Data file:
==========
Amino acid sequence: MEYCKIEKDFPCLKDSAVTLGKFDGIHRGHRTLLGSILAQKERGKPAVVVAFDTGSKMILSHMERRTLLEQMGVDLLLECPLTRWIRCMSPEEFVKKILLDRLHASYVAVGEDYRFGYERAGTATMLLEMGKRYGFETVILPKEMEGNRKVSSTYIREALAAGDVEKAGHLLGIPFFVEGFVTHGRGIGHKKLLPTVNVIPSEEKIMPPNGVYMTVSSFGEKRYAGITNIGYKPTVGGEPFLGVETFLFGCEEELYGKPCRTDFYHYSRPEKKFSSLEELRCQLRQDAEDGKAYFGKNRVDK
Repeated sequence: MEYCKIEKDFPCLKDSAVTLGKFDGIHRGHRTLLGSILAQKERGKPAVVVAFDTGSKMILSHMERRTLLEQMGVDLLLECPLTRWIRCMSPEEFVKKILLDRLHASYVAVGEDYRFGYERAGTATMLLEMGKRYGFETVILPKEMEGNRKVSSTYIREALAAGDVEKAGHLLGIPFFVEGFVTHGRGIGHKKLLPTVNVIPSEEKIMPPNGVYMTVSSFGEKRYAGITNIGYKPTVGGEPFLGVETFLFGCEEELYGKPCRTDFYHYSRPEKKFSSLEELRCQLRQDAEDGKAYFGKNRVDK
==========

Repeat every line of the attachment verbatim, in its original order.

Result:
Amino acid sequence: MEYCKIEKDFPCLKDSAVTLGKFDGIHRGHRTLLGSILAQKERGKPAVVVAFDTGSKMILSHMERRTLLEQMGVDLLLECPLTRWIRCMSPEEFVKKILLDRLHASYVAVGEDYRFGYERAGTATMLLEMGKRYGFETVILPKEMEGNRKVSSTYIREALAAGDVEKAGHLLGIPFFVEGFVTHGRGIGHKKLLPTVNVIPSEEKIMPPNGVYMTVSSFGEKRYAGITNIGYKPTVGGEPFLGVETFLFGCEEELYGKPCRTDFYHYSRPEKKFSSLEELRCQLRQDAEDGKAYFGKNRVDK
Repeated sequence: MEYCKIEKDFPCLKDSAVTLGKFDGIHRGHRTLLGSILAQKERGKPAVVVAFDTGSKMILSHMERRTLLEQMGVDLLLECPLTRWIRCMSPEEFVKKILLDRLHASYVAVGEDYRFGYERAGTATMLLEMGKRYGFETVILPKEMEGNRKVSSTYIREALAAGDVEKAGHLLGIPFFVEGFVTHGRGIGHKKLLPTVNVIPSEEKIMPPNGVYMTVSSFGEKRYAGITNIGYKPTVGGEPFLGVETFLFGCEEELYGKPCRTDFYHYSRPEKKFSSLEELRCQLRQDAEDGKAYFGKNRVDK